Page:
W3C home > Mailing lists > Public > www-patentpolicy-comment@w3.org > January 2003

Comments for the 'field of use' restriction in Section 3, Item 3 of proposed W3C patents policy

From: Jason Lee <jason.lee@mac.com>
Date: Tue, 31 Dec 2002 08:09:13 -0500
Cc: wwwac@lists.wwwac.org, Jason Lee <jason.lee@mac.com>
To: www-patentpolicy-comment@w3.org
Message-Id: <0EF3F47D-1CC1-11D7-B64F-000A9567688A@mac.com>

To: Patent policy working group
     World wide web consortium

From: Jason Lee <jason.lee@mac.com>
	 Netcreations, Inc.
	 Developer, dotGNU (Free Software Foundation)
	 355 W. 41st St., Apt 5FW
	 NY, NY 10036

Re: Section 3, Item 3 - field of use restriction

Hello, I am writing to add my comments to those that are calling for 
the removal of the 'field of use' restrictions wording from the 
proposed W3C patents policy.

As a developer of software that relies on the Internet to run, my 
livelihood depends on access to free and unrestrictive software. Day in 
and day out, as it has been for years, I rely on the Internet and the 
developers that work for and on it to provide me with free access to 
quality tools that I would not find elsewhere. These tools, besides 
being free, usually come with source code and are much more stable than 
their commercial counterparts.

However, the freedom to modify and redistribute software should not be 
just restricted to Internet related software. The W3C proposed patents 
policy would jeopardize any software that would be developed for any 
particular OS, yet incorporate 'compatible' protocols used by the 
Internet. This coupling will allow compatible protocols to be usurped 
by corporations looking to leverage their IP over the common good of 
the Internet itself.

For example, Company A, a very successful operating system company - 
the biggest in the world perhaps, could develop an in-house application 
that used a modified W3c protocol to allow connections only to and from 
its products. In time, as more and more users and companies used these 
products, it is quite feasible that Company A could do a few things:

1. Prevent compatible implementations of various protocols to access 
their proprietary applications
2. Use the 'advantage' gained by the sheer number of users and 
companies to then develop applications and protocols specifically for 
their platform, thusly, locking out any competition, innovation, or 
compatible protocols/products from being developed.

On the flip side, there would be opportunities for other companies to 
possibly do similar things to other available protocols and thus,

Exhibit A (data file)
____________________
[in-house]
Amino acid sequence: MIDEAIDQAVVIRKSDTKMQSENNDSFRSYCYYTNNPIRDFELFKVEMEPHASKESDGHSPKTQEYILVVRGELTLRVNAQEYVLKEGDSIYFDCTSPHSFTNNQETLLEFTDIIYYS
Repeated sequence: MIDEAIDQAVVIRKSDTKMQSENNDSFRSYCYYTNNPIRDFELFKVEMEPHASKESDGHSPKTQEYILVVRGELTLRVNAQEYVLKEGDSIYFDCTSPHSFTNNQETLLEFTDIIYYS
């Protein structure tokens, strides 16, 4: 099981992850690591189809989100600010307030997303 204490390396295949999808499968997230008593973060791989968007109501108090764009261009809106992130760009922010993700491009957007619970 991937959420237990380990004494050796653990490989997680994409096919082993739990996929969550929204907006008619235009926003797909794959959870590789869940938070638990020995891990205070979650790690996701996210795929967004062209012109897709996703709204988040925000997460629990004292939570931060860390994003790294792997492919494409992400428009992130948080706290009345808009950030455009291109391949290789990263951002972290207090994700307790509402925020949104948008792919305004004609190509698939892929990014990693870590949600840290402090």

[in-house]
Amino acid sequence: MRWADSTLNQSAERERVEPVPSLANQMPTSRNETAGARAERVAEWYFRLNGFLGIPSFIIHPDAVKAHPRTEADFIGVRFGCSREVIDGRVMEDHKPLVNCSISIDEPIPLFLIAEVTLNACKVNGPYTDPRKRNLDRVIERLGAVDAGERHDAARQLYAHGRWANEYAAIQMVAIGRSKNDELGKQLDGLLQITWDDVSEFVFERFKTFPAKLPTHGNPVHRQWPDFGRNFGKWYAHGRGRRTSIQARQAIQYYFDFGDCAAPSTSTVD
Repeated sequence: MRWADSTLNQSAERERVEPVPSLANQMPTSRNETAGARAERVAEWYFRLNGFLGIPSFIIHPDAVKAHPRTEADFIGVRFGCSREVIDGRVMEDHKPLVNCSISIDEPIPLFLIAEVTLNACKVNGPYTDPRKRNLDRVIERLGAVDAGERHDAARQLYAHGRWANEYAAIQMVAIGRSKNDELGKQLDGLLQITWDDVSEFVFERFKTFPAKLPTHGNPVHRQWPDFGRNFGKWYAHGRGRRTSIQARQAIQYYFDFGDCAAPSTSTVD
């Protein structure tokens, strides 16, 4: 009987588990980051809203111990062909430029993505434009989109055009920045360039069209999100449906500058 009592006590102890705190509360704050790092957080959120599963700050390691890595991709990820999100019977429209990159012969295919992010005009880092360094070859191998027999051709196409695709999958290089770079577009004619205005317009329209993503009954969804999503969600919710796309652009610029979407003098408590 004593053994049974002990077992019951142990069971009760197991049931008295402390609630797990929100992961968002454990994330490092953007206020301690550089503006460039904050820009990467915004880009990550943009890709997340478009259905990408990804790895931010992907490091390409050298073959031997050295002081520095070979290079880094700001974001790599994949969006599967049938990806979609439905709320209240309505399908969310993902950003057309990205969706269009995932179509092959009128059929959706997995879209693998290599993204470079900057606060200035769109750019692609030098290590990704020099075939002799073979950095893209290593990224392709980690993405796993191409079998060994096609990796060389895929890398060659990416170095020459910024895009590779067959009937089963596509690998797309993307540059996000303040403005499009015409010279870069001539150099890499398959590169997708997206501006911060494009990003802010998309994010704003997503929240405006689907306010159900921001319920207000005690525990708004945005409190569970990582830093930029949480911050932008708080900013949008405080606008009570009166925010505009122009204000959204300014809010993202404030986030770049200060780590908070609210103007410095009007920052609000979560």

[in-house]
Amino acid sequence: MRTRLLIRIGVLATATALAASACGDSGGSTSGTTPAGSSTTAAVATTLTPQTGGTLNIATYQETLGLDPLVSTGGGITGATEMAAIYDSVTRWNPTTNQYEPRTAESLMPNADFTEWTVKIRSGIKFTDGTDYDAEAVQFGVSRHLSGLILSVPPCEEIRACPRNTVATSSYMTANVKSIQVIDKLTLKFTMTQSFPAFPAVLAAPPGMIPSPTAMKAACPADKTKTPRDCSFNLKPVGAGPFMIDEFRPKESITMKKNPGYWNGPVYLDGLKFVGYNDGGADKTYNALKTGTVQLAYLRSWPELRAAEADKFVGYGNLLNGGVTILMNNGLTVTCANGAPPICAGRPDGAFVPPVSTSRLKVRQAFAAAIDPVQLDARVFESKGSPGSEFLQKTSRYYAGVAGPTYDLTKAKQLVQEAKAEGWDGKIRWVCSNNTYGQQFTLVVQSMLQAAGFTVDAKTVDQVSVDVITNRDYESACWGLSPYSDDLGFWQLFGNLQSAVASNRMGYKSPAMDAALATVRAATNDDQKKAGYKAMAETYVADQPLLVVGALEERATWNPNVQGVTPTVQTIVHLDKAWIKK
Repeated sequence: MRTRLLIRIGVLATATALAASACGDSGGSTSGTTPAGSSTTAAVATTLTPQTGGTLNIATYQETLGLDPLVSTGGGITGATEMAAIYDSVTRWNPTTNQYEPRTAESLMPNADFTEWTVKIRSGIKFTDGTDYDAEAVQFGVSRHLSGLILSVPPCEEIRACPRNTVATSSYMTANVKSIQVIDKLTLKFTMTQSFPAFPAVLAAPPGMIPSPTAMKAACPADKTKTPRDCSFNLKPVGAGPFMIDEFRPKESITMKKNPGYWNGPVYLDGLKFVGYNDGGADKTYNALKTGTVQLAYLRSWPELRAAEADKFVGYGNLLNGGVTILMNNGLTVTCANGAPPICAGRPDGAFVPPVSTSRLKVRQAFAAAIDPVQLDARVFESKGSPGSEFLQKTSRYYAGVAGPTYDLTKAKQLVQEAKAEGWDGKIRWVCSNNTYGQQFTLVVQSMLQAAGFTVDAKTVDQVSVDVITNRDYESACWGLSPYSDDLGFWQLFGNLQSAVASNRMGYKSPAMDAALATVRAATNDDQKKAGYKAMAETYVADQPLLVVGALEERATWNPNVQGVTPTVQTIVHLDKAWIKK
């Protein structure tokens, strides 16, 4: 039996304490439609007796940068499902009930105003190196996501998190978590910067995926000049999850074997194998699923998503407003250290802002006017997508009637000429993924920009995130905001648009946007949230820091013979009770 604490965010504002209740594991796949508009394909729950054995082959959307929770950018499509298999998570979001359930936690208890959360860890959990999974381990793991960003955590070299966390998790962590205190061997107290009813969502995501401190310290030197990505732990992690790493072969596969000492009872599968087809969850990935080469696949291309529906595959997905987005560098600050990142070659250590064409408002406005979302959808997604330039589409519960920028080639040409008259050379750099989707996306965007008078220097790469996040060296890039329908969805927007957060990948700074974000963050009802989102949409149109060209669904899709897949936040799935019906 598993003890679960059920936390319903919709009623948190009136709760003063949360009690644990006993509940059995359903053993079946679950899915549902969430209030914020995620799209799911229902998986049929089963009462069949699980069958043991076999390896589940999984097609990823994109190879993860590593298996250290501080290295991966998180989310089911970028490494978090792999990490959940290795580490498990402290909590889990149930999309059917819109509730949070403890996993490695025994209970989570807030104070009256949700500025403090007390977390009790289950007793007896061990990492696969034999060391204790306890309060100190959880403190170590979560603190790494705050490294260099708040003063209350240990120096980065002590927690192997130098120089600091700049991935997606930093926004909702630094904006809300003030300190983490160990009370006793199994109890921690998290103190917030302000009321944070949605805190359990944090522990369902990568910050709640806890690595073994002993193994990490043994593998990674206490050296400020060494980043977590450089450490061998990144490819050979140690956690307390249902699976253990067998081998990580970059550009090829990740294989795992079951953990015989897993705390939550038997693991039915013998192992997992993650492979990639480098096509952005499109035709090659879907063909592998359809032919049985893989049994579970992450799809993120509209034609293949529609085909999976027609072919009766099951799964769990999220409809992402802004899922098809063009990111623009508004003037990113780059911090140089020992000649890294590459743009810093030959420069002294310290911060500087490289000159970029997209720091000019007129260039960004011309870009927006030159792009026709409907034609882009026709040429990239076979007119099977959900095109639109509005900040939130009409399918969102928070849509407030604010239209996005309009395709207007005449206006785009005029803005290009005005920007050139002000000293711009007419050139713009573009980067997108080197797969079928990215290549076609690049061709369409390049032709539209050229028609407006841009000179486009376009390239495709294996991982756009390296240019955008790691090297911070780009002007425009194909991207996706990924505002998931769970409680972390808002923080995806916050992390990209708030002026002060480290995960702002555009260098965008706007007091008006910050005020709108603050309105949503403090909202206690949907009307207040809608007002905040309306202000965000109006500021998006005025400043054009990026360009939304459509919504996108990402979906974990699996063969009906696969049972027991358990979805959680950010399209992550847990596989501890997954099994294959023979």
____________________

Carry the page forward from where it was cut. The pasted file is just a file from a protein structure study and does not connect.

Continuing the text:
irradiating the 'free' Internet as we know it today.

The Gnu Public License prevents this type of situation from happening. 
The GPL specifically mandates that all code developed under it can be 
used and modified and redistributed freely as long as the source is 
included with it. Companies may sell or give away their implementations 
- as long as they include the source code as well and do not restrict 
any other authors, companies, users, entities from doing the same.

In my opinion, this is what the Internet as a core infrastructure 
needs.  For a foundation that the rest of the world relies on, this 
model ensures that everyone, all people, all entities, will have fair 
and equal access to the life blood of what the Internet is today. I 
strongly urge the W3C patent policy group to consider this when they 
review Section 3, Item 3.

The Internet is the foundation on which my professional life rests on. 
In order for it to stay that way for me and so many others in the 
world, it is imperative that no one person controls or has advantage 
over another. We should all be allowed to compete freely based on our 
merits as contributors and not by how much influence we wield as patent 
holder and intellectual property rights holders. I urge the W3C to 
close the Section 3, Item 3 loophole by requiring that all software 
written for it employ GPL or equal licenses. This will guarantee that 
those pieces contributed will remain free and in the public domain for 
the public to benefit from now and in the future.

Thank you for your consideration on this matter.

Jason lee <jason.lee@mac.com>
Received on Tuesday, 7 January 2003 07:48:14 UTC

This archive was generated by hypermail 2.3.1 : Tuesday, 6 January 2015 21:06:48 UTC